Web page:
Tags: Interview: | Former | Russian | Regards | Afghans

Interview: Former Russian VP Regards Afghans

Wednesday, 19 September 2001 12:00 AM

He knows about the pitfalls of trying to fight on a terrain only the enemy knows, and can use to hide, lying in wait for sneak attacks with massive firepower and an unyielding determination to win. About the patience of a population so steeped in war that they managed to drag a superpower through 10 years of brutal combat, leaving 15,000 of the invaders' men dead.

And, like many Russians, he is certain that the terrorist network that President Bush has vowed to eradicate, should it be linked to the Sept. 11 attacks on New York and Washington, has an active counterpart in Chechnya.

The restive, mountainous republic on Russia's southern frontier, where Moscow has been fighting a second war in seven years against separatists, is aided, Russia says, by radical Islamists like bin Laden.

An air force officer and fighter pilot, Rutskoi served two tours during the latter half of the Soviet Union's 1979 to 1989 war to prop up a communist government in the face of guerrillas intent on independence, a state free of Afghanistan's centuries-long manipulation by imperialists such as Russia and Britain. Those guerrillas, the Mujahideen, skilled in assassinations and masters of ambush, fought with a pride and ferocity that stunned the Soviets. That tenacity helps explain why the rebels' present incarnation, the much-winnowed and under-funded Northern Alliance, has managed to keep the Taliban, the radical Islamic militia that controls nearly all of Afghanistan, engaged in five more years of Afghanistan's never-ending state of war.

Rutskoi, flying a Su-25 fighter, was shot down by Mujahideen antiaircraft fire - twice. The first time, in 1986, came during his first tour in the arid country whose historical instability Moscow saw as a threat to the Soviet republics of Central Asia. Though seriously injured, he escaped capture that time, but when downed again two years later - over Pakistan, Afghanistan's neighbor and the United States' proxy in the war - the 40-year-old commander was taken prisoner, but soon released in exchange for a Pakistani officer who was aiding the Afghan rebels.

After gaining his freedom Rutskoi was awarded the state's highest honor, the Hero of the Soviet Union medal. He brought his hero status and fighter pilot's mien to an organization intended to foster the birth of multiple political parties, a daring move in the reformist agenda of Soviet leader Mikhail Gorbachev. That was followed by a full entry into politics, with Rutskoi winning a seat in the Russian republic's parliament representing Kursk, in central Russia.

Boris Yeltsin, the Russian republic's president and an up-and-coming politician, took the war hero under his wing and had him direct the work of Russian nationalist parties while keeping his parliament seat.

When Rutskoi stood at the side of the reformer Yeltsin and helped convince a crowd of thousands to stand down a coup against Gorbachev by Communist hard-liners in 1991, the alliance was sealed. Yeltsin, soon to become post-Soviet Russia's first president, chose Rutskoi as his vice president.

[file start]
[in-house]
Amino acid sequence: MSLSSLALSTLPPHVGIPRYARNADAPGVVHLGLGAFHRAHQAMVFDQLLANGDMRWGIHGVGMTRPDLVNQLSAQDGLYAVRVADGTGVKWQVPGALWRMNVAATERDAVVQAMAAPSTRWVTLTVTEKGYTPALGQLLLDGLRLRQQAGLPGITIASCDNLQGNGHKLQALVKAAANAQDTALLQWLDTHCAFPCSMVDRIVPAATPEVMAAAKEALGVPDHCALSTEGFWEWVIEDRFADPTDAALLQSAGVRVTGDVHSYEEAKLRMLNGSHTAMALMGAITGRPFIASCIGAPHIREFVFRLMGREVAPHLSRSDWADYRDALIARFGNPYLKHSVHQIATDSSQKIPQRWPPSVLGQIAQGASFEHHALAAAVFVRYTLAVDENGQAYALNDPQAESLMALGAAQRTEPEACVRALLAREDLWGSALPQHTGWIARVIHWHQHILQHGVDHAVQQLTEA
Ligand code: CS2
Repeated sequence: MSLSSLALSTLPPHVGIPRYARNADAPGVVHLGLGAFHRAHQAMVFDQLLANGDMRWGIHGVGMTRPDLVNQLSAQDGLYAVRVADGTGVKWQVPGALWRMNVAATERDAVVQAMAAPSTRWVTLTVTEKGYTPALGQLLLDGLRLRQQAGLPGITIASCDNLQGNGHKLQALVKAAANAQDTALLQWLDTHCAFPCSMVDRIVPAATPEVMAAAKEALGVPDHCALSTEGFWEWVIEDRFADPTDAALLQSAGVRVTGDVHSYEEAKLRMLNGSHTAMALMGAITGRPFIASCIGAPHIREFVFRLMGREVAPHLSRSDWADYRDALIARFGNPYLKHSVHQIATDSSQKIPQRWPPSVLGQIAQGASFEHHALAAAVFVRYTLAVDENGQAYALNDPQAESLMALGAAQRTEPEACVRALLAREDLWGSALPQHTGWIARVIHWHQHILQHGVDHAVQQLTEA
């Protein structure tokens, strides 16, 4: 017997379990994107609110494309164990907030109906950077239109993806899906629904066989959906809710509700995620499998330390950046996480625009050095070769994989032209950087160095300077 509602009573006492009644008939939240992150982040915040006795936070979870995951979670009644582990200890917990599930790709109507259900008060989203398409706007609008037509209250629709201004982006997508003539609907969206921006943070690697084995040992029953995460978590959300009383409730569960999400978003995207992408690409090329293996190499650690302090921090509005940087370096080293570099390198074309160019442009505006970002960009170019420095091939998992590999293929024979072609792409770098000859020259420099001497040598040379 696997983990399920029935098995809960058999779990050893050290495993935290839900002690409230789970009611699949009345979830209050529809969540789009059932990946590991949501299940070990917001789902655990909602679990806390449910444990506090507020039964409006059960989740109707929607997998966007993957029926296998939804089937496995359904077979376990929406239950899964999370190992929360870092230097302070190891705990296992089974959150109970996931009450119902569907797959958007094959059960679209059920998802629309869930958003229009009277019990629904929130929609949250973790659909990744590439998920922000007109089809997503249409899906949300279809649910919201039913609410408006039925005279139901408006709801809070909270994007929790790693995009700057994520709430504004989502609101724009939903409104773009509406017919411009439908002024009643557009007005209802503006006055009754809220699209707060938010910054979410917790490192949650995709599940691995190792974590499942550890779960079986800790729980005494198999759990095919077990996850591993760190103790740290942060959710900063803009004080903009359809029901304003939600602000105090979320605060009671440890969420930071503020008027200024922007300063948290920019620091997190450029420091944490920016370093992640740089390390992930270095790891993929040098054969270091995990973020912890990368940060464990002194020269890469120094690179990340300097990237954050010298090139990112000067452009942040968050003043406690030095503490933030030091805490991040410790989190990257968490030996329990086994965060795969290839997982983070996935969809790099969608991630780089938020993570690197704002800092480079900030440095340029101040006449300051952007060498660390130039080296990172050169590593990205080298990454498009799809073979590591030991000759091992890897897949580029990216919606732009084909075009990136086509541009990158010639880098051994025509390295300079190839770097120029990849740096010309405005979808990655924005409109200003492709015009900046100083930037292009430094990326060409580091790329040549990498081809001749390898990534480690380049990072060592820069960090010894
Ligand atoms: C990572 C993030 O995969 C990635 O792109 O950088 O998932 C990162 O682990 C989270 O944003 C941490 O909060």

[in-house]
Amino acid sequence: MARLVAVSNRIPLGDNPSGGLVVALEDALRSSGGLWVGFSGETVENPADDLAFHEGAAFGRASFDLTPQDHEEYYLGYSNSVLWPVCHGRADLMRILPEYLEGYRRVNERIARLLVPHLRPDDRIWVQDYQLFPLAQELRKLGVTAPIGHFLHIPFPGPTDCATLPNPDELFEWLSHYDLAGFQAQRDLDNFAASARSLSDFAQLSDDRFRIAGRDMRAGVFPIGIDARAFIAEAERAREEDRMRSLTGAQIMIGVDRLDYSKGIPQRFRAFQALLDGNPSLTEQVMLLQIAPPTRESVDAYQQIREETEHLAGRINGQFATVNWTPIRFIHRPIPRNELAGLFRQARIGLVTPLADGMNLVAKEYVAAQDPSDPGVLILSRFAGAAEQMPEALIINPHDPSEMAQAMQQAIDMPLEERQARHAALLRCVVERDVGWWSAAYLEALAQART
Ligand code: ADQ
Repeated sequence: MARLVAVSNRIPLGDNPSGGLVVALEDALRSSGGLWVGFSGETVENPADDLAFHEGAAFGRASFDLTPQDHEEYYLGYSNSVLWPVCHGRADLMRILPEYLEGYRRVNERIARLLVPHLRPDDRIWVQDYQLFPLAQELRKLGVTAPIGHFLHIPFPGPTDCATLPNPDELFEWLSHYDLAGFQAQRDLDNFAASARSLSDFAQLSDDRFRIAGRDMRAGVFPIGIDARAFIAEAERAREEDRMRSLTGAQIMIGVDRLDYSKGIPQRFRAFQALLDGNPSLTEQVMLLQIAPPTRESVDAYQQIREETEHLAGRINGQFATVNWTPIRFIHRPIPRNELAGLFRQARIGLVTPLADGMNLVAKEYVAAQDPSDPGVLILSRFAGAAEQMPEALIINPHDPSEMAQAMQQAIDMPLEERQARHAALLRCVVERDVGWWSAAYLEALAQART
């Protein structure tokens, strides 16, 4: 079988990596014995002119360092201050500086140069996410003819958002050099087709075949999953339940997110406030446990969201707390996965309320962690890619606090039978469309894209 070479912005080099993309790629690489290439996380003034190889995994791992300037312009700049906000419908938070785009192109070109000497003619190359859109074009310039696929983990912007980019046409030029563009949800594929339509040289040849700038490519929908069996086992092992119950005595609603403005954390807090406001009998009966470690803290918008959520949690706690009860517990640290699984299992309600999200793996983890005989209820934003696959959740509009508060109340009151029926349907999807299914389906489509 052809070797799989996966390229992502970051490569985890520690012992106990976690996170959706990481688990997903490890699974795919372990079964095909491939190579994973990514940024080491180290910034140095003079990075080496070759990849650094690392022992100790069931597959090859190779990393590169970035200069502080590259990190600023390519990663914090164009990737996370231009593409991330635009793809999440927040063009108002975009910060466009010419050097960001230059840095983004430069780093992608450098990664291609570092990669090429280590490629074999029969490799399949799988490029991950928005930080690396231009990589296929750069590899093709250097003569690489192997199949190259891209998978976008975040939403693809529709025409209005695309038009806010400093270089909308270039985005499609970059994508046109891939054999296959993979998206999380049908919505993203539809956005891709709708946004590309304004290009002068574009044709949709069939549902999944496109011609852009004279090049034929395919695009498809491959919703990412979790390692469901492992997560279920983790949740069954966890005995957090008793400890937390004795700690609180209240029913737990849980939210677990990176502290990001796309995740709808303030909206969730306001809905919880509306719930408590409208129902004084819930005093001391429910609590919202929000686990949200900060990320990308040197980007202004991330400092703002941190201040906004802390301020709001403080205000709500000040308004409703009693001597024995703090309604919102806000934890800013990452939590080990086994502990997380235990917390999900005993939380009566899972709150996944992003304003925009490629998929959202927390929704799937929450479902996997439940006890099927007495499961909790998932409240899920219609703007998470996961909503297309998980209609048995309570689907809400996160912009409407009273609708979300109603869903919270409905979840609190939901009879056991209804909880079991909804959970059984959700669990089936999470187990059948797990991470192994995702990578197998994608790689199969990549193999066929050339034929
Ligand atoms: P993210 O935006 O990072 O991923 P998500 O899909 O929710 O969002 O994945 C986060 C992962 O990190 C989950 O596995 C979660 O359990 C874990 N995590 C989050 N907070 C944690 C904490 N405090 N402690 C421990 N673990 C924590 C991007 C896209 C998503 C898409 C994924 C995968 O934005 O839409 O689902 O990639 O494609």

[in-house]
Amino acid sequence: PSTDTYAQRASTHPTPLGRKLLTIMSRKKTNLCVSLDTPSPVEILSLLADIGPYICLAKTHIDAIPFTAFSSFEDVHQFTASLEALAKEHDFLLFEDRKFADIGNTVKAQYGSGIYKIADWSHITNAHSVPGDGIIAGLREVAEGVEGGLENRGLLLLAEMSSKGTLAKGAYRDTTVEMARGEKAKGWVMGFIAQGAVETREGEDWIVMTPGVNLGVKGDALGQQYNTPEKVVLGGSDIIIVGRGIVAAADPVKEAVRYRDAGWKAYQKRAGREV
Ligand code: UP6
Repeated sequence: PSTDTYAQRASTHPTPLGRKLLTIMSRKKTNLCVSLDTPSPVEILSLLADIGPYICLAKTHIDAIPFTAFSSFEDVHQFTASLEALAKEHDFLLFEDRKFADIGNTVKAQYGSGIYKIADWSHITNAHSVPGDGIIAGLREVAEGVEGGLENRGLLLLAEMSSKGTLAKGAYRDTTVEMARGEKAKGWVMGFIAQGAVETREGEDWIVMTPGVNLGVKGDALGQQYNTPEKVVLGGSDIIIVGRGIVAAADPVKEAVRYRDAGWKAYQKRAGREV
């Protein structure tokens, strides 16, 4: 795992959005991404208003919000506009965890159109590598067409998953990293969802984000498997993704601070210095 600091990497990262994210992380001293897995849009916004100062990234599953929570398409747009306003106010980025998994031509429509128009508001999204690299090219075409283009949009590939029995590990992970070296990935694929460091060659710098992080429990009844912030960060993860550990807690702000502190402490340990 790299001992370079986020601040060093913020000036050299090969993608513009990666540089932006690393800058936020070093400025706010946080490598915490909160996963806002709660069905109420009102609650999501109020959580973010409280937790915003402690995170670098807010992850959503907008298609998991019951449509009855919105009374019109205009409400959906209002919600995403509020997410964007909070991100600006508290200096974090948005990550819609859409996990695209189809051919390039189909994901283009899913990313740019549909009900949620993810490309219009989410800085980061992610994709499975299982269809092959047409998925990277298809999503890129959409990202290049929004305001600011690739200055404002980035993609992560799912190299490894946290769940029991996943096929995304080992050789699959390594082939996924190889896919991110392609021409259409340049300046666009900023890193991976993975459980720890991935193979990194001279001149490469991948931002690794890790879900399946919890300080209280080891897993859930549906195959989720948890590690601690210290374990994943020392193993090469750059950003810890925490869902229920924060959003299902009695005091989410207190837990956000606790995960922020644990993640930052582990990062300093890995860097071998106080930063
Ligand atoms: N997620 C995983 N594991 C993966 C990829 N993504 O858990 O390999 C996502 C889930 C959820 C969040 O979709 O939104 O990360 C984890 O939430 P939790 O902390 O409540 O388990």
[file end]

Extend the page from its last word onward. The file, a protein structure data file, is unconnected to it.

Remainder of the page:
Less than two years later came the event for which Rutskoi is best known: the October 1993 armed standoff between Yeltsin and an intransigent parliament, bitter over what they saw as a presidential power-grab.

Rutskoi, then 46, had turned against Yeltsin and sided with rebel legislators who holed up in their offices. When Yeltsin ordered tanks to shell the parliament building, Rutskoi was on the firing line again. This time there would be no medals, but four months in jail. Freed again, he resuscitated his political career by forming a more moderate nationalist party, then won the governorship of his home region in 1996. He was kept off the ballot for re-election last year on a technicality, and his bid to run for a seat in the national parliament, the Duma, was denied by election authorities over his misreporting the size of an apartment he owned, under asset-disclosure laws for political candidates in Russia.

The retired general, now living in Moscow, does not like to talk about his political misfortunes but he spoke openly in a telephone interview with United Press International about his views on the unfolding plan by the Bush administration - should suspicions prove true - on how to go after bin Laden and his terrorist network, harbored by Afghan radicals.

UPI: What do you see as the main challenges to the United States in leading a coalition into military action in Afghanistan?

Rutskoi: "It's necessary to factor in the geographical position of Afghanistan. It's located far from the United States, and besides that, the terrain is mountain and desert together. The second thing is that combat operations won't be as simple (there) as might appear at first glance.

A blitzkrieg could not be waged in Afghanistan because the land offers natural hiding places - caves, crevices, and cracks. Third, there's an absolute lack of communication facilities - I mean, no railroads, no drivable roads to speak of - to the extent they exist. They're in such bad condition they might as well not exist. Of course you can imagine what roads are like in the mountains. Fourth, you're fighting not just against people but against fanatics. Because (fundamentalism) is not really Islam but a movement within Islam.